I am running out of containers

And it is a bit of a bother.

It seems as though I have been cooking for days on end – courgettes, tomatoes, peaches, apples and more. I have dried tomatoes and figs, stewed fruit, and I’ve even made Blackboy peach jam. Why would I do that? We don’t even eat jam, well, not very often. I have even pickled peaches which we haven’t tried yet and we have given away lots and lots of fruit and vegetables.

But there are only so many people who will wish to take away a bag of cucumbers. Again I mean. After I asked would they like a few cucumbers and the answer was yes, and I gave them a few, maybe a dozen or so. Next time the eyes glazed over when I offered cucumbers. I just didn’t have the strategy right, give a few and they will take more next time, now that would have been sensible wouldn’t it. Maybe I’ll do that next year, or maybe our Audrey (the cucumber vine which has delivered 250 plus cucumbers), will not reappear in our garden next spring.

IMG-20160318-WA0000Black Boy Peaches

But the biggest bother of all is containers, or lack there of, and of course the fact that I have still more cucumbers, figs, apples and peaches etc to process in one way or another.

My friends know that I have always shouted from the roof tops to anyone with half an ear listening that I simply don’t do desserts. My family has had to eat fresh fruit for dessert except on those rare occasions where a dessert really is required – maybe at Christmas or on a birthday or if we are entertaining.

But now – you guessed it. I will now have to be a creator of desserts. I have stewed apples and peaches and I must use them. I must. I must. I must.

So we have a freezer full of soups, sauces and stewed fruits. Cupboards with dried tomatoes and figs, a couple of jars of the pickled peaches and pots of jam.

And it is what we wanted when we came here to Miranda.

Yes it was.

Yes it really was.

I just didn’t realise how many containers I could need.

Some farmers don’t know what they are missing

We have a friendly farmer who feeds his lamb shanks to his dog. There is nothing wrong with that except that he has never actually cooked and eaten them himself.

We have invited him to partake and he says he will come for dinner as long as it is not lamb shanks. Life is too short to spend the time and energy on them when the dog loves them.

We continue to cook and eat lamb shanks as often as we can.

lamb shanks etc

This dish was a recipe from Michael Lee-Richards. The book is called “Cook”, and the recipe was more or less “Shank of lamb with red wine and gherkins”.

Mine was nearly this recipe created with capers not gherkins as I had these to be eaten before I needed to chuck them out.

So wine, onions, crushed garlic, lamb shanks, beef stock, paprika, salt and pepper, lemon juice, chopped lemon including skin, spelt flour, yoghurt, finely chopped bacon, capers – all cooked in a slow cooker and it was delicious and no you don’t need a recipe, just go with the flow with what you have and enjoy the slow cooked result.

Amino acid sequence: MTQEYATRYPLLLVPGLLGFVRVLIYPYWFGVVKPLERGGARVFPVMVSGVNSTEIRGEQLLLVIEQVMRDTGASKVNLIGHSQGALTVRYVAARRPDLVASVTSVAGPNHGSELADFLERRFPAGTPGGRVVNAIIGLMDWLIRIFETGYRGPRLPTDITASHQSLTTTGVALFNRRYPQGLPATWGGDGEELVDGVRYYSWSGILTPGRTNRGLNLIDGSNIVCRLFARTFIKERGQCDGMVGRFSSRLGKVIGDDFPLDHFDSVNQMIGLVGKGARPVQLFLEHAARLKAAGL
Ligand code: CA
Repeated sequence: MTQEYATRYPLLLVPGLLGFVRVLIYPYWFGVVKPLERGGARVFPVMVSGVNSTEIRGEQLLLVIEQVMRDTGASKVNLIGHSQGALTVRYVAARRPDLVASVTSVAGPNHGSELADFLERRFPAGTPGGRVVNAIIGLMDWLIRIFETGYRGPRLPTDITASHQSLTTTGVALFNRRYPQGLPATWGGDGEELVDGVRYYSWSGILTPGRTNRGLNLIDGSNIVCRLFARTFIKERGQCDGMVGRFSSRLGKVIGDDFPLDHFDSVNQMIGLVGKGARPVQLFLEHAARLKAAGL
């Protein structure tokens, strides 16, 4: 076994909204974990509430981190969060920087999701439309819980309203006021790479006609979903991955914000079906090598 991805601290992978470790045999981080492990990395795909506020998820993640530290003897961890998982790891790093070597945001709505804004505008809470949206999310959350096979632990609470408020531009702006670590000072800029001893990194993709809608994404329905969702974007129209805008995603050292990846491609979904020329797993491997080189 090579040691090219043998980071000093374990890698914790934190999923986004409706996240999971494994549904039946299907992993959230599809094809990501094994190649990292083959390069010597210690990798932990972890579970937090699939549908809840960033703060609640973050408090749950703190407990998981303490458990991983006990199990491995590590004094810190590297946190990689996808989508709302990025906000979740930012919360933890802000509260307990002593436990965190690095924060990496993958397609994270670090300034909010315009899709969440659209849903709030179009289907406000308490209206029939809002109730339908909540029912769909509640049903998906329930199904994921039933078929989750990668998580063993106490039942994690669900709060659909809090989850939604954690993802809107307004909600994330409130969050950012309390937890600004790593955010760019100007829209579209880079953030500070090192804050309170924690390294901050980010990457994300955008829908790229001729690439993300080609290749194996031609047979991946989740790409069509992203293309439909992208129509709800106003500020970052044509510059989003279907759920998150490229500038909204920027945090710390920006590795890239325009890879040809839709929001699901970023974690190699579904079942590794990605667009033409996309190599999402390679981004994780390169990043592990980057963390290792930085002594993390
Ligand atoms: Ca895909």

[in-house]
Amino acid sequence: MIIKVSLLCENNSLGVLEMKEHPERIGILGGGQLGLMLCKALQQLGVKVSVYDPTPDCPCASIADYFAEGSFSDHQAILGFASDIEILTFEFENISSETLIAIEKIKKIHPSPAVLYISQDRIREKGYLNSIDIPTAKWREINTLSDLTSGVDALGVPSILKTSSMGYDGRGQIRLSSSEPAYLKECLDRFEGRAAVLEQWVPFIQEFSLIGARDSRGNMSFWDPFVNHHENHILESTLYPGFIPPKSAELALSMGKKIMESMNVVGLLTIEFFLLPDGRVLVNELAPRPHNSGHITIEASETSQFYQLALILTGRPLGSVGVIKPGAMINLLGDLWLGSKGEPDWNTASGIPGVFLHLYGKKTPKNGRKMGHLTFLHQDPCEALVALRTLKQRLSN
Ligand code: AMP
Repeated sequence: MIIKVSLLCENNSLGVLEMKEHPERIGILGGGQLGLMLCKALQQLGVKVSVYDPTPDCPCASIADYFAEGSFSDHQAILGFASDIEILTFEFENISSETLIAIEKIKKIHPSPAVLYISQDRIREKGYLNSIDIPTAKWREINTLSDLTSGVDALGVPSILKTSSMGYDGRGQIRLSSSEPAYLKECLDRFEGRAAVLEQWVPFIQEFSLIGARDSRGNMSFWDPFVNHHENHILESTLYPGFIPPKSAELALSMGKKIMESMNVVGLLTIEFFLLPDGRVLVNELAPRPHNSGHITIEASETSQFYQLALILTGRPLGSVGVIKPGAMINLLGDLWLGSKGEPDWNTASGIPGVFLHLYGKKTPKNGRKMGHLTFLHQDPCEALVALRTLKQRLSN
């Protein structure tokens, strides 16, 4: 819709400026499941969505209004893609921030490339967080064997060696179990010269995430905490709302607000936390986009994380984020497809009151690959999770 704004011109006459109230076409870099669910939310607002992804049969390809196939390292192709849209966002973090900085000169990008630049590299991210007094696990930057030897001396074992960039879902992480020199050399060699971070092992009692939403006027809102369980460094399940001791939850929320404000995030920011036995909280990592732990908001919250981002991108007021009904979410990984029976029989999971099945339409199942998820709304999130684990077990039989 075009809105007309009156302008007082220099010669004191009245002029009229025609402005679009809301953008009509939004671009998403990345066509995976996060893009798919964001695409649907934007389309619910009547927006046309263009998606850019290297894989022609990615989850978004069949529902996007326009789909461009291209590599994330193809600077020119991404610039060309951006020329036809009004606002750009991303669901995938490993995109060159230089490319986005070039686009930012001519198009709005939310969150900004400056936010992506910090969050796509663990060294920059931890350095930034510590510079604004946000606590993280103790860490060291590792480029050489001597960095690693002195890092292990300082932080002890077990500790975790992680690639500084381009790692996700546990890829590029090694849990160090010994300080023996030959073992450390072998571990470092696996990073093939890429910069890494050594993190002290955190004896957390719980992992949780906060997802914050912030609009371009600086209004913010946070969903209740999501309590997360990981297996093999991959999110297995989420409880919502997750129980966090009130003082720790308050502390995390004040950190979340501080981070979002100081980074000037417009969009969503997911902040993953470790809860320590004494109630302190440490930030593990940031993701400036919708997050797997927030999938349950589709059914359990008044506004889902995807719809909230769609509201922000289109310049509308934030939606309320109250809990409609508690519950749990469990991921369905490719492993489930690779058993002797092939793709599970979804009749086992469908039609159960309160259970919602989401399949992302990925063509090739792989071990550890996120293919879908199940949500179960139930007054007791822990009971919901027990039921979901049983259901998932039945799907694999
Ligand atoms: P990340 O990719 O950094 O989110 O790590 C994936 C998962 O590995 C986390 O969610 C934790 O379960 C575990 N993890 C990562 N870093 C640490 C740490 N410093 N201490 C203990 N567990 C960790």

Silly silly farmer – you missed out on a great meal again.

I served it with steamed courgette and green capsicum from our garden served hot and tossed with a dressing of parsley, orange and lemon juice, olive oil, cinnamon, coriander, white pepper – great and all of the above served with macaroni.

Michael Lee-Richards states that meals made with leftovers can be every bit as good as those laboured over in classical cuisine. I agree.

The capers, red wine, and bacon, where leftovers. All the vegetables, garlic and herbs were from our garden.

Life is good.

one days hard labour

What a day!

I had spent nearly all day sorting out all the fruit and vegetables gathered from our garden as well as those gathered locally.

These apples were gathered at the roadside near the beach towards the Miranda Seabird Centre. We had gone to check the status of the figs on a huge wild fig tree also fairly near the Seabird Centre.

apples from roadside

blackboy peaches

These wonderful Blackboy peaches have been eaten fresh from the tree, and I have made peach and ginger jam and stewed them. There are many more still on the tree. This is the 4th summer this tree has been in the ground and it has done very well indeed. This and the passionfruit vine have been our best producers so far.

cape gooseberries

Many of the Cape Gooseberries have been eaten by the bantams which were resident inside the garden for about 4 weeks. They are very good flyers these bantams and they now fly in over the 2 metre fences to have a feed as and when they like. We are slowly culling them as our wish was not for many bantams but many big hens suitable for the pot but our chicken breeding program went a bit awry with the bantams hiding their eggs so we could not replace the bantam eggs with our New Hampshire Red eggs. Next year we will do much better and we will have more of our own fruit including the cape gooseberries and more chickens to eat.


We were given the chubby chillis and grew the 2 varieties of red and a wee yellow variety ourselves – for curries and casseroles of course. I will dry some and freeze others whole. We might even try grinding some dried chillies this year.

our figs

The fig photo is not grand – but the figs are beautiful and we are beating the wee Wax Eyes to them now that the tree has been covered in bird netting.